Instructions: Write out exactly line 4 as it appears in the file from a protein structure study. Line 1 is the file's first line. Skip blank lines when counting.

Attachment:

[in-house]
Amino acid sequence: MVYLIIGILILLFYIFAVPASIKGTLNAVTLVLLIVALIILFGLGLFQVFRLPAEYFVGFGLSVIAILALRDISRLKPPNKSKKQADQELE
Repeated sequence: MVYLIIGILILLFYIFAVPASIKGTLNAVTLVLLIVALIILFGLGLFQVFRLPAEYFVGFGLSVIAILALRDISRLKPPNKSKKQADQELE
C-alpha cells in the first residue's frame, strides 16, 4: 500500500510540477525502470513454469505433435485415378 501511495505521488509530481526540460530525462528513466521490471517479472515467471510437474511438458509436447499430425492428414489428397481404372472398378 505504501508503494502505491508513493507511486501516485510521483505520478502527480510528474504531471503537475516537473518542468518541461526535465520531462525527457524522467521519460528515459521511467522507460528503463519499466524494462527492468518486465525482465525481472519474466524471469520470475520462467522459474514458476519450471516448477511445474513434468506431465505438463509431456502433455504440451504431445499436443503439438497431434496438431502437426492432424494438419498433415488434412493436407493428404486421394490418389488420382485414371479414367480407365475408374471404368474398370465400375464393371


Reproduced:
C-alpha cells in the first residue's frame, strides 16, 4: 500500500510540477525502470513454469505433435485415378 501511495505521488509530481526540460530525462528513466521490471517479472515467471510437474511438458509436447499430425492428414489428397481404372472398378 505504501508503494502505491508513493507511486501516485510521483505520478502527480510528474504531471503537475516537473518542468518541461526535465520531462525527457524522467521519460528515459521511467522507460528503463519499466524494462527492468518486465525482465525481472519474466524471469520470475520462467522459474514458476519450471516448477511445474513434468506431465505438463509431456502433455504440451504431445499436443503439438497431434496438431502437426492432424494438419498433415488434412493436407493428404486421394490418389488420382485414371479414367480407365475408374471404368474398370465400375464393371